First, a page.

I loved the entire cast we had for King Ripple. Keith Stanfield played King Ripple and— boy, did he bring the character to life or what!? Keith is truly a legend. He knew how to tackle this role so well. He’s very much a silent companion, but Keith was someone where I could look into his eyes and read the novel he was telling. He’s truly magical and I can not wait to collab with Keith again! He’s a masterclass and a total OG. Love you, Keith!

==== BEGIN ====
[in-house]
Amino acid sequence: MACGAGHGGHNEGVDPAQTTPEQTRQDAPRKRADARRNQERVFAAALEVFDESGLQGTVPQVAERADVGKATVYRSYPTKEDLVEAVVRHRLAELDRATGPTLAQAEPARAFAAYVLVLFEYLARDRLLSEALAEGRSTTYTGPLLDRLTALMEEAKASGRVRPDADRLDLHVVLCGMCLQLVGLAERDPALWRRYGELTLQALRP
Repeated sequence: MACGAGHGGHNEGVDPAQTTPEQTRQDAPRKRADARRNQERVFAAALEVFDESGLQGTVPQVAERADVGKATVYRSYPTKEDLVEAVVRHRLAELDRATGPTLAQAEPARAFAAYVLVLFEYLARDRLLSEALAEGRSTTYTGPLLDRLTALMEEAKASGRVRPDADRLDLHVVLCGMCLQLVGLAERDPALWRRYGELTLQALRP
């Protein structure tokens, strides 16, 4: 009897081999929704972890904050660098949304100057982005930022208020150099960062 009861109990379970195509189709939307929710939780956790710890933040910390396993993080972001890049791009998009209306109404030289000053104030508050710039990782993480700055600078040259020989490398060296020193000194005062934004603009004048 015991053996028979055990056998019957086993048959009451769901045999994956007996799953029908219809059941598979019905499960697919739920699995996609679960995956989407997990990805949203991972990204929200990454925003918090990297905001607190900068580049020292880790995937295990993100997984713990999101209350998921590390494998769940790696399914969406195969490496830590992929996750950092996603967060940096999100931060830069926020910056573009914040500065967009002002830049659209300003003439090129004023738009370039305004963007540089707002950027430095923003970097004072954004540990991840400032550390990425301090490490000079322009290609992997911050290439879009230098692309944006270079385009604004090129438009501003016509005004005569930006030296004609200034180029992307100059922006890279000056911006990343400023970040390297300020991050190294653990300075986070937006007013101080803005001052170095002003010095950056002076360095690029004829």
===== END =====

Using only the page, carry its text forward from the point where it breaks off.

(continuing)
…and then the rest of the cast was teenagers I happened to find through casting and they all packed the heat and brought their A-game. Without them, I could have never brought King Ripple to fruition. As far as any weird dark delicacies, nothing ever weird happened. Besides I guess the urban legend is true and King Ripple does float around the ruined city in his clawfoot bathtub. Maybe if you come to Detroit you’ll run into him… Maybe, he’ll turn you into a million smithereens! Well, I guess a couple of things did happen— One of the locations we had locked had to change because when we got their in the morning. Arsonists had lit it ablaze. The entire place was on fire and black smoke-filled the air, so we had to quickly send our location scout out to find another location. That was a bit crazy. We ran into a few scrappers torching out copper pipes in a few blown out factories, but that was pretty much it. I love Detroit. It’s gritty and it’s real. I guess that’s why I love Stephen King so much… Most of his stories are set in Maine and I really believe Detroit is my backyard. The stories are endless. Detroit is a city of all genres!